The new East Village E.D. would be able to accommodate at least 70,000 visits per year, according to hospital officials. It’s still not immediately clear whether the entrance for the E.D. would be on E. 14th or E. 13th St. or where the ambulance bay would be. The hospital will stretch through the block from 14th St. to 13th St., and include the former site of an Eye and Ear Infirmary residential building and small parking lot.

Mount Sinai says the existing Gramercy hospital, most of which dates from 1927, “is too old to rebuild to bring it up to date.”

“This will be a better facility for the community,” Dr. Ken Davis, Mount Sinai Health System’s C.E.O. president, told The Villager during an interview earlier this summer.

The current Beth Israel hospital and emergency room will stay open during the new hospital’s construction.

Could add floors

In the future, if needed, both the new East Village hospital building’s number of hospital beds and the size of its emergency department could be doubled by adding two or three floors atop its E. 13th St. side, officials say. The new hospital will be constructed to allow this option.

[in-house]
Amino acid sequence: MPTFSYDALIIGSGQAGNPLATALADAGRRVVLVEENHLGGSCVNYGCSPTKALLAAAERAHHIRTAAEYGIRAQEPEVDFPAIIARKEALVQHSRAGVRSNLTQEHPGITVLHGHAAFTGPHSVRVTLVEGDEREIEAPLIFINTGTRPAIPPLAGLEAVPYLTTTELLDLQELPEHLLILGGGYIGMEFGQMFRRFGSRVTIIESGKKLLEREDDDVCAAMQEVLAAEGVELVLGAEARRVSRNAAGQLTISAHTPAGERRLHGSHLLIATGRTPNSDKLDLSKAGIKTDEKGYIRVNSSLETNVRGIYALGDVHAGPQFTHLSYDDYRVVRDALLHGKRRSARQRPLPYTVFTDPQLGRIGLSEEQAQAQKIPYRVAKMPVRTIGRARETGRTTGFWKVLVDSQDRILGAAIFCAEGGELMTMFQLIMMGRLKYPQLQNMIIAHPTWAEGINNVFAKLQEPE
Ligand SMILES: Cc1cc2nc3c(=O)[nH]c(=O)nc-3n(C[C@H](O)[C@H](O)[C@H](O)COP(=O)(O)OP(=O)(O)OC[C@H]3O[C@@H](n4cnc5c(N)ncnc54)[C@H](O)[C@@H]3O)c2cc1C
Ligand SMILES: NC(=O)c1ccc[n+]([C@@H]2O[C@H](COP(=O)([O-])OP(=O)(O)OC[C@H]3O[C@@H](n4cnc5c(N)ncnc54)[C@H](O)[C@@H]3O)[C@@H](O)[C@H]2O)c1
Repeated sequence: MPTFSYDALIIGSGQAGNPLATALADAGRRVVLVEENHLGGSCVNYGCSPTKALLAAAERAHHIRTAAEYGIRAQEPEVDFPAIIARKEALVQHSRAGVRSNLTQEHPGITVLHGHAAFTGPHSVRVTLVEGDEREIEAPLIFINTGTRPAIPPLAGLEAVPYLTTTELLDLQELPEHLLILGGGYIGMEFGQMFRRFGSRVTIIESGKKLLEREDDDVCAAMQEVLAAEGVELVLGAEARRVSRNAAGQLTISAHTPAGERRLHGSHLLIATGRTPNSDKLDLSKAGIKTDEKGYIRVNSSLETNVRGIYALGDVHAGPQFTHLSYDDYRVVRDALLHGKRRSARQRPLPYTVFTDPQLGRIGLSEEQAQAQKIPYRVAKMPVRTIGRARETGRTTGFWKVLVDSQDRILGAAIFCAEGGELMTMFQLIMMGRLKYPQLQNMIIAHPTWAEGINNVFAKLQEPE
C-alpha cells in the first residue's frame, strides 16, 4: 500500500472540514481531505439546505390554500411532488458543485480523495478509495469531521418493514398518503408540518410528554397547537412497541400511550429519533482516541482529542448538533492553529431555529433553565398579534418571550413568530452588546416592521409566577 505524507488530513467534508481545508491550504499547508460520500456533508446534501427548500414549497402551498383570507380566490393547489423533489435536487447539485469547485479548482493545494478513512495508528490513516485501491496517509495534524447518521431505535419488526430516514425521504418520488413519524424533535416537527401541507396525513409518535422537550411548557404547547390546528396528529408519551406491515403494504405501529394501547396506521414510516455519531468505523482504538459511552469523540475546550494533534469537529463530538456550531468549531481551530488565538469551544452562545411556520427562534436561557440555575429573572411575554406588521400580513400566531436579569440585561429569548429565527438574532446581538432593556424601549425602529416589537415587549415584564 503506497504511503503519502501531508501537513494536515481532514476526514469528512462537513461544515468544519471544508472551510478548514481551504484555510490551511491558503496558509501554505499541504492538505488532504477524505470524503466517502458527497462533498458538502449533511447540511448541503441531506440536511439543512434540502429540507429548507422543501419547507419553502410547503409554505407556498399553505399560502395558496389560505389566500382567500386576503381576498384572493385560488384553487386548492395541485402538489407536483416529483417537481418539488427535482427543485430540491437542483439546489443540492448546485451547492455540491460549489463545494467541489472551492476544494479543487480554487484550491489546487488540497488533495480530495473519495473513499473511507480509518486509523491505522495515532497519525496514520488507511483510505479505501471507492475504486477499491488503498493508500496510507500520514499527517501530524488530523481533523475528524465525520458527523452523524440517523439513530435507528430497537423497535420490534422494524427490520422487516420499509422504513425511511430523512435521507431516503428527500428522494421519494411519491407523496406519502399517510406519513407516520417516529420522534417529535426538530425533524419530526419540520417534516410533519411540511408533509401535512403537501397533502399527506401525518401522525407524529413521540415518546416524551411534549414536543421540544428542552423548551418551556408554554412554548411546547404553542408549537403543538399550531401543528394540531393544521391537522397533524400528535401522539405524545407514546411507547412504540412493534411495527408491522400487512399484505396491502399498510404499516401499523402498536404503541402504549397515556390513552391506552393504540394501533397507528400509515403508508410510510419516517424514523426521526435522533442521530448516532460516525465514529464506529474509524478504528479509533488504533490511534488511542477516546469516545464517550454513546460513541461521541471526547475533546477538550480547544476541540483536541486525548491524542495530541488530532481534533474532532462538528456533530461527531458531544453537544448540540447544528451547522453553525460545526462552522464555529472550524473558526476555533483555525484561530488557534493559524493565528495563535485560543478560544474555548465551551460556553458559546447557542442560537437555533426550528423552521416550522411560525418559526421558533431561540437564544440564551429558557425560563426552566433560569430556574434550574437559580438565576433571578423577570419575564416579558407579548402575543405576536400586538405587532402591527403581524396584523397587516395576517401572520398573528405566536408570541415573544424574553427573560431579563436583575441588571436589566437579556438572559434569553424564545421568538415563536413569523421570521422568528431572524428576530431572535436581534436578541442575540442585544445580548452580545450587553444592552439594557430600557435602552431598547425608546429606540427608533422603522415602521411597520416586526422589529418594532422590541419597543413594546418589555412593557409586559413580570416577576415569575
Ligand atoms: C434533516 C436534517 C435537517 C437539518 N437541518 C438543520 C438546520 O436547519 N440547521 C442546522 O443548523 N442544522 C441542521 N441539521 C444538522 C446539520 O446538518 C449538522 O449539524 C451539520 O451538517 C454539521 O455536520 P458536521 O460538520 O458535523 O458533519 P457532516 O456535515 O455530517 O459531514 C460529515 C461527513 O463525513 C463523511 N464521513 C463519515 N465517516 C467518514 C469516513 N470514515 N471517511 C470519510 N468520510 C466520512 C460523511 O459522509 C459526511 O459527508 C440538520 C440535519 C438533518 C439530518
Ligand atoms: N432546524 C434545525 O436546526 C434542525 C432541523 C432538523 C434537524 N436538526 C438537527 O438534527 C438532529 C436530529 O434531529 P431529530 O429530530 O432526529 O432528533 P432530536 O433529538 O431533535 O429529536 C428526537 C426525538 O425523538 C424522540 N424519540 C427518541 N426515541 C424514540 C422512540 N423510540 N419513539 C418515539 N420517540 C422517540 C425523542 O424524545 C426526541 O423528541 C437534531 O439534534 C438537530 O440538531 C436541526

Architects Perkins Eastman will oversee the new health hub’s design and construction. Demolition at the East Village site is expected to begin in early 2017, with construction starting in early 2018, and completion expected by late 2020.

Beth Israel is licensed for a total of 799 inpatient beds, including the 150 behavioral health beds at Bernstein. Currently, about 450 beds are used on a daily basis — including 300 general inpatient beds and, again, the 150 behavioral health beds. Half of these beds are currently filled by Brooklyn residents, a significant number of them Orthodox Jews from Williamsburg.